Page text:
The Washington PostDemocracy Dies in Darkness

Partisanship is making views of the economy worse

Warehouse supervisor Rick Teague unloads a shipping container at a warehouse in Pembroke, Mass., on Nov. 5. (Brian Snyder/Reuters)

An odd trio of news stories broke on Wednesday morning.

Over at the Wall Street Journal was an exploration of how the rising economic tide in the United States is lifting boats globally. “The force of the American expansion is … inducing overseas companies to invest in the U.S.,” the Journal’s Tom Fairless writes, “betting that the growth is still accelerating and will outpace other major economies.”

As it turns out, boats are an apt analogy. The global economy is measured by container vessels and, after a bit of hand-wringing this summer, the possibility of a Christmas marred by backlogged orders has evaporated. That’s the story told by the New York Times’s Niraj Chokshi.

“Many consumers helped themselves by shopping early and in person. Retailers ordered merchandise ahead of time and acted to head off other bottlenecks,” Chokshi reports. “And delivery companies planned well, hired enough people and built enough warehouses to avoid being crushed by a deluge of packages at the last minute, as the Postal Service was last year.”

But then there is that third story, one that seems to be in tension with the other two: confidence in the economy among Americans has fallen to the level seen in April 2020, just as the worst of the pandemic was kicking in.

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According to Gallup, more than 4 in 5 American adults think the economy is at best in fair shape and two-thirds think it’s getting worse.

“Although the latest [Economic Confidence Index] reading is identical to the one from April 2020,” Gallup’s Megan Brenan wrote, “the economic conditions that are likely influencing these assessments are different. At the start of the pandemic, record-high unemployment, uncertainty about the impact of the shutdowns, and the resulting recession likely influenced Americans’ views of the economy at the start of the pandemic. Now that the unemployment rate has improved, inflation and the realization that occasional surges in coronavirus infections may continue to hamper the economic recovery are greater concerns.”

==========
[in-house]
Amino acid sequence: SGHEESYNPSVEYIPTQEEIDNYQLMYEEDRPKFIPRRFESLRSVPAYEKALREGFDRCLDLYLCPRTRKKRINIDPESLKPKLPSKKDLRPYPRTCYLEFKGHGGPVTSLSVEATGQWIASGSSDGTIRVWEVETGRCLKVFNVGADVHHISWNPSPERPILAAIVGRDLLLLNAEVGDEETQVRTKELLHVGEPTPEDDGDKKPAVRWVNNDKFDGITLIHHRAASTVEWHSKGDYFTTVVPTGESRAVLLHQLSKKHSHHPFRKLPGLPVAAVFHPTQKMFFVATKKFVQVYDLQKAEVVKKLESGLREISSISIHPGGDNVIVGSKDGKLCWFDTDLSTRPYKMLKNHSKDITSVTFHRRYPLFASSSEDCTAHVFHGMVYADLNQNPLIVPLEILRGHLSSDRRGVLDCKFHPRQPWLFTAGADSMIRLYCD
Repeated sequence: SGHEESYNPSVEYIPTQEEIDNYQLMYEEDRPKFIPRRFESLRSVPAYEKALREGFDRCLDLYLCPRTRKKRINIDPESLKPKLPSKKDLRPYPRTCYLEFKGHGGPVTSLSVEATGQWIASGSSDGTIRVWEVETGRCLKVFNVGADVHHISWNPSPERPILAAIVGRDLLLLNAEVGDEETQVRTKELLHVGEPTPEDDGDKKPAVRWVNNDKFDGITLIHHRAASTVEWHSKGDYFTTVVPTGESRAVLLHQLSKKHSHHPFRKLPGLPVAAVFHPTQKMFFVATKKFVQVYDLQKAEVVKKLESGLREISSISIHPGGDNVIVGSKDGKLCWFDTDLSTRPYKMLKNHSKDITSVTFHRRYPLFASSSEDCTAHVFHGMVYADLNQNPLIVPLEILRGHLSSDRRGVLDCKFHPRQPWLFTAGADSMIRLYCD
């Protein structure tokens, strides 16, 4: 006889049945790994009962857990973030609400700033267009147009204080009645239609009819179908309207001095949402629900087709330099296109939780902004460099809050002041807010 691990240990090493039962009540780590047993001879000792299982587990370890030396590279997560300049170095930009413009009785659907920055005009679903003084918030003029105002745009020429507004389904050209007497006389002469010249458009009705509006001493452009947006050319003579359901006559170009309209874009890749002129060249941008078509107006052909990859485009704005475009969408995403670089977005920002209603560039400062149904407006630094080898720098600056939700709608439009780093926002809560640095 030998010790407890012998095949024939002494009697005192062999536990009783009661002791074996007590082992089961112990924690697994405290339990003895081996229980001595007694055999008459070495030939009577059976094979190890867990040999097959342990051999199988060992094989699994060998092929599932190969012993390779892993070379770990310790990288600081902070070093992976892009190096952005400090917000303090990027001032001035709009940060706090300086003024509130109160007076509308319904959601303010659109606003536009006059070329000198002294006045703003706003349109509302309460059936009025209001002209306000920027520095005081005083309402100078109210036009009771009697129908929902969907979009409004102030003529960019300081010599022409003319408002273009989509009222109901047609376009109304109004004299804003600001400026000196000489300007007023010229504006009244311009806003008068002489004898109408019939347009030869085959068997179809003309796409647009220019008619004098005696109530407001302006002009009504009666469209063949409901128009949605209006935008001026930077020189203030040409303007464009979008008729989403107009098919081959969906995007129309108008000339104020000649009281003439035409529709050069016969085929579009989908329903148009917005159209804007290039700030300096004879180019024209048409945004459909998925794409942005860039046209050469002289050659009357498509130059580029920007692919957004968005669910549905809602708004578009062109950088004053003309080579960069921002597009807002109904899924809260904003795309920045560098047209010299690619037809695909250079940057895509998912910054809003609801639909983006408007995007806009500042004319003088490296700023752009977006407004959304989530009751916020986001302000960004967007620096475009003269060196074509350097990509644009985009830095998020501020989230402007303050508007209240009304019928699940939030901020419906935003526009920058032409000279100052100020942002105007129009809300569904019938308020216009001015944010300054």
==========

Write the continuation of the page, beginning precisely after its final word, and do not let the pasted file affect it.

This is an important point. Views of the economy are as low as they were in April 2020 despite many of the key metrics used to measure the economy having improved. The Dow Jones industrial average and S&P 500 have improved by 50 to 70 percent over that time. Sixteen percent more Americans are working than were in April 2020 (though here we’re comparing April 2020 to November 2021, the most recent jobs data available). The unemployment rate has decreased by nearly 11 points over that time. To Brenan’s point, inflation — as measured here in gas prices — is an obvious exception.

But there’s another obvious factor at play here, one that I explored last week: partisanship.

Consider the University of Michigan’s measure of consumer confidence. The election of President Biden prompted views of the economy to flip almost immediately. Part of that is an assessment of how the change in leadership might affect the economy. Part of it, certainly, is unrelated to the economy at all but instead to politics.

This pattern appears across a number of issues — and in Gallup’s data.

In April 2020, Republicans were about evenly split on whether the economy was in excellent or good condition or if it was in fair or poor condition. The divide among Republicans went from fair/poor having a four-point advantage in April 2020 to that view having an 83-point advantage in Gallup’s most recent poll. Among Democrats, the shift was smaller and in the other direction, from 78 to 38 points. The same pattern holds for economic outlook.

That this divide is partisan doesn’t mean it’s insincere, of course. It just suggests that partisan polarization contributes to perceptions of the economy. For example, consider YouGov’s polling over the past year, conducted for the Economist. Over the past 12 months, both Democrats and Republicans have gone from thinking that unemployment rates are the best measure of the health of the economy to thinking that the price of goods is. But among Republicans, that shift has been massive. Three-quarters of Republicans now point to prices as the key indicator of economic health — as that indicator is increasingly the one that makes the economy look more weak.

This overlaps with how economic issues are being discussed on cable news. Over the past year — though, really, after Biden’s inauguration — Fox News has talked about inflation, gas prices and the supply chain far more than its competitors.

Again, it is not the case that Fox News is talking about inflation so Republicans care about inflation and that’s why polling on the economy is so dire. Americans justifiably are more worried about the cost of gasoline and other goods than they are about how the U.S. economy’s strength affects foreign businesses, and it’s a truism that good news (like the resolution of supply chain concerns) gets less oxygen than bad news. Per Gallup, Democratic views of the economy are softer now than Republican views were in April 2020 under Trump.

It is nonetheless also the case that Republican skepticism about the economy, skepticism that is at least stoked by conservative media including Fox News, is contributing to assessments of how the economy is doing. Understanding that neither bolsters Biden’s political position nor makes prices for goods cheaper. But it does help us understand how partisanship can show up even in places one might not expect.

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